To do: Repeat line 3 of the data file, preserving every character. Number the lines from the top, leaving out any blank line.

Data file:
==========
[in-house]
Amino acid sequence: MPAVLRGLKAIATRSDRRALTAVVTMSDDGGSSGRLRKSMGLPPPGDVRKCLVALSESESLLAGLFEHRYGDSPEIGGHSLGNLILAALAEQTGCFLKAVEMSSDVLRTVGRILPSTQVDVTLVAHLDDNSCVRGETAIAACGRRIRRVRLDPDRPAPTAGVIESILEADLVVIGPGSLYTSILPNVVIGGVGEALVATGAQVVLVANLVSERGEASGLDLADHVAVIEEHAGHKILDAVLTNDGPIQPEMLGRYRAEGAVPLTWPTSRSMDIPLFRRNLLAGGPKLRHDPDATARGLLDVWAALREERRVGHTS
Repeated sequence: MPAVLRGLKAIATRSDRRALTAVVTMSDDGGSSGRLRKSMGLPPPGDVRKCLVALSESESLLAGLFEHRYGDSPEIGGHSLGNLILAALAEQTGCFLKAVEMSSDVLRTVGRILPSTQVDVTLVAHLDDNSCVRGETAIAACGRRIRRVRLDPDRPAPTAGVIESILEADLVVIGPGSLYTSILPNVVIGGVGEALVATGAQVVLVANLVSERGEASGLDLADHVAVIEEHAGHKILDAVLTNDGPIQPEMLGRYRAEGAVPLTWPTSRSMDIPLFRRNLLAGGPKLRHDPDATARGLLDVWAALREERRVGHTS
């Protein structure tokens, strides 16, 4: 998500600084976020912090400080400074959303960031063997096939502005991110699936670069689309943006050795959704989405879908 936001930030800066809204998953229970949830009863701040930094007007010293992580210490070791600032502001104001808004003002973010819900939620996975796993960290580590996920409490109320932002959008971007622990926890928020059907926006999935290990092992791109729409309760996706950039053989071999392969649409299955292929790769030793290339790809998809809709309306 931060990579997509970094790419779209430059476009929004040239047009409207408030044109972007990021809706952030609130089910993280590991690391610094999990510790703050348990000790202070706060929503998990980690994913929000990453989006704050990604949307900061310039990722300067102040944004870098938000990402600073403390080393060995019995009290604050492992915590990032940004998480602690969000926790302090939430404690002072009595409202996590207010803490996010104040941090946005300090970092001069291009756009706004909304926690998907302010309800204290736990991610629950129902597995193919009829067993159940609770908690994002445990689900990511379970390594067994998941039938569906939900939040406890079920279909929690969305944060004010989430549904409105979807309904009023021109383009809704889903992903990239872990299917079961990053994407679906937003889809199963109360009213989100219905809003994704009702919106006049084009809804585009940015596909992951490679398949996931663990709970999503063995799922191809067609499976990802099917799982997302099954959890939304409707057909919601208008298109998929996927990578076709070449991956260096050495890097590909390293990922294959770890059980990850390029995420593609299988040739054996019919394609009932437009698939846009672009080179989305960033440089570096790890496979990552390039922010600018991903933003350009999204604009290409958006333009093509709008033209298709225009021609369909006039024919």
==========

Repeated sequence: MPAVLRGLKAIATRSDRRALTAVVTMSDDGGSSGRLRKSMGLPPPGDVRKCLVALSESESLLAGLFEHRYGDSPEIGGHSLGNLILAALAEQTGCFLKAVEMSSDVLRTVGRILPSTQVDVTLVAHLDDNSCVRGETAIAACGRRIRRVRLDPDRPAPTAGVIESILEADLVVIGPGSLYTSILPNVVIGGVGEALVATGAQVVLVANLVSERGEASGLDLADHVAVIEEHAGHKILDAVLTNDGPIQPEMLGRYRAEGAVPLTWPTSRSMDIPLFRRNLLAGGPKLRHDPDATARGLLDVWAALREERRVGHTS